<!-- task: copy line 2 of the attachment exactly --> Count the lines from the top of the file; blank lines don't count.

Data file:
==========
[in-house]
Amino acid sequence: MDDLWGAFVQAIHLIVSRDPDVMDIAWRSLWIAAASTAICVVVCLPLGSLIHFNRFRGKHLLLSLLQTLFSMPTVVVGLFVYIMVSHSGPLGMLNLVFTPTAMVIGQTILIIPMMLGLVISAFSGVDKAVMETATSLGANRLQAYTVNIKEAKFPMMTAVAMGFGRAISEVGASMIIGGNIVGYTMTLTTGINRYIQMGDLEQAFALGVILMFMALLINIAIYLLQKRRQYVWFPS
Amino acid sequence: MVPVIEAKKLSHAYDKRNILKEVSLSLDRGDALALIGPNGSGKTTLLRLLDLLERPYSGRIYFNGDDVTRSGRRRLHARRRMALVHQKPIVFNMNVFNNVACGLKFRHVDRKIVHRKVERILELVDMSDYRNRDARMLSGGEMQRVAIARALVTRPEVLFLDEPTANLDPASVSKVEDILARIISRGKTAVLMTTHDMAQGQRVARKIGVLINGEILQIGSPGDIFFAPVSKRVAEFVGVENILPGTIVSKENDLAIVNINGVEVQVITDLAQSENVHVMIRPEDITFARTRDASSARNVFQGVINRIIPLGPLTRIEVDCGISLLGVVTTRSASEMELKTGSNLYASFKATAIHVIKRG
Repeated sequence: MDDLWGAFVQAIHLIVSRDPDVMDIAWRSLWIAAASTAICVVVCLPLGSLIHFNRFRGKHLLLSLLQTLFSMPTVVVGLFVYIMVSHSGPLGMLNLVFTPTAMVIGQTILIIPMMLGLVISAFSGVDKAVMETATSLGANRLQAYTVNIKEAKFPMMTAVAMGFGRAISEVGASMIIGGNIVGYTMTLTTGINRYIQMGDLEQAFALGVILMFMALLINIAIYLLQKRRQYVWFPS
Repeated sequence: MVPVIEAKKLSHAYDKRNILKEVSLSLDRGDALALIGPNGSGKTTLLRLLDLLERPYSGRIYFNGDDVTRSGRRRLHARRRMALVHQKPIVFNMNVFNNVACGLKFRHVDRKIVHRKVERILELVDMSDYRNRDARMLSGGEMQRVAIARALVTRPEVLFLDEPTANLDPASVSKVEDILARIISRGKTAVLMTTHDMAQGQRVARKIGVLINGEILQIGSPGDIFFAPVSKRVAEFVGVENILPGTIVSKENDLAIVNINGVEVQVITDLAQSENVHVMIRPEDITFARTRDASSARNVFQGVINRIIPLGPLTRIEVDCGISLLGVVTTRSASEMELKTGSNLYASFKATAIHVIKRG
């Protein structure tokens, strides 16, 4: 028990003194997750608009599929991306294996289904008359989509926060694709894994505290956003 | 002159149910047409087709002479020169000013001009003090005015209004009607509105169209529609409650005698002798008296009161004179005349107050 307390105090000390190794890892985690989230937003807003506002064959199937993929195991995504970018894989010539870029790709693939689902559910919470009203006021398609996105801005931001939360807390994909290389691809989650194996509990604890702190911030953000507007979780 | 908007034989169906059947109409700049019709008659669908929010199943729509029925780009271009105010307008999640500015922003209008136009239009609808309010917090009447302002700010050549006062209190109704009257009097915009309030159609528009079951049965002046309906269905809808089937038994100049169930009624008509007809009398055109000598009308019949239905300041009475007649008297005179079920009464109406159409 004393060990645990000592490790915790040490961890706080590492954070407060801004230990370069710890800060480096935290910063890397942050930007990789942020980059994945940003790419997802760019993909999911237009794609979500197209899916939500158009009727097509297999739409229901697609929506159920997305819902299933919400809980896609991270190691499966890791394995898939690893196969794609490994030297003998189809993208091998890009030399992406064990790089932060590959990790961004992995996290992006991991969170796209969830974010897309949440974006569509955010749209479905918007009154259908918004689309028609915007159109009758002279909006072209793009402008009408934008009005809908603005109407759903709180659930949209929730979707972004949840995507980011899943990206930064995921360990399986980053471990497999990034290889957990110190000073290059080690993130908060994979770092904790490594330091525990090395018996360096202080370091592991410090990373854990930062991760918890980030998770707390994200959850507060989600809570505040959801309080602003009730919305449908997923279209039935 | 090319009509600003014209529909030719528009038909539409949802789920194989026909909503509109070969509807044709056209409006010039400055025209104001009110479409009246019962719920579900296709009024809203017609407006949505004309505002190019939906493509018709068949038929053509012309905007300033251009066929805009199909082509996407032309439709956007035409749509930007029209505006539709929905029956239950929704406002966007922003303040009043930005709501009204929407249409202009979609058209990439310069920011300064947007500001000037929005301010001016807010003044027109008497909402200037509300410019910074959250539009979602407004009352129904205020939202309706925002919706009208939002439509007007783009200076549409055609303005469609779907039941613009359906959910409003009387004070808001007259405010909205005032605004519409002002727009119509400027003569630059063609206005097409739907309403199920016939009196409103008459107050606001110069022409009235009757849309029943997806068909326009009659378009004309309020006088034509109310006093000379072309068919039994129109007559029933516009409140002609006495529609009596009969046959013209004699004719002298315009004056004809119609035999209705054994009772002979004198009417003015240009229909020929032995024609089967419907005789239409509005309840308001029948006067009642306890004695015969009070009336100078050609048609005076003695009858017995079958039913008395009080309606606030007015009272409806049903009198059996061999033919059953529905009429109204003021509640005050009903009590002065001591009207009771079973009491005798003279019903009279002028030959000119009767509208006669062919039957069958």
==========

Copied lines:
Amino acid sequence: MDDLWGAFVQAIHLIVSRDPDVMDIAWRSLWIAAASTAICVVVCLPLGSLIHFNRFRGKHLLLSLLQTLFSMPTVVVGLFVYIMVSHSGPLGMLNLVFTPTAMVIGQTILIIPMMLGLVISAFSGVDKAVMETATSLGANRLQAYTVNIKEAKFPMMTAVAMGFGRAISEVGASMIIGGNIVGYTMTLTTGINRYIQMGDLEQAFALGVILMFMALLINIAIYLLQKRRQYVWFPS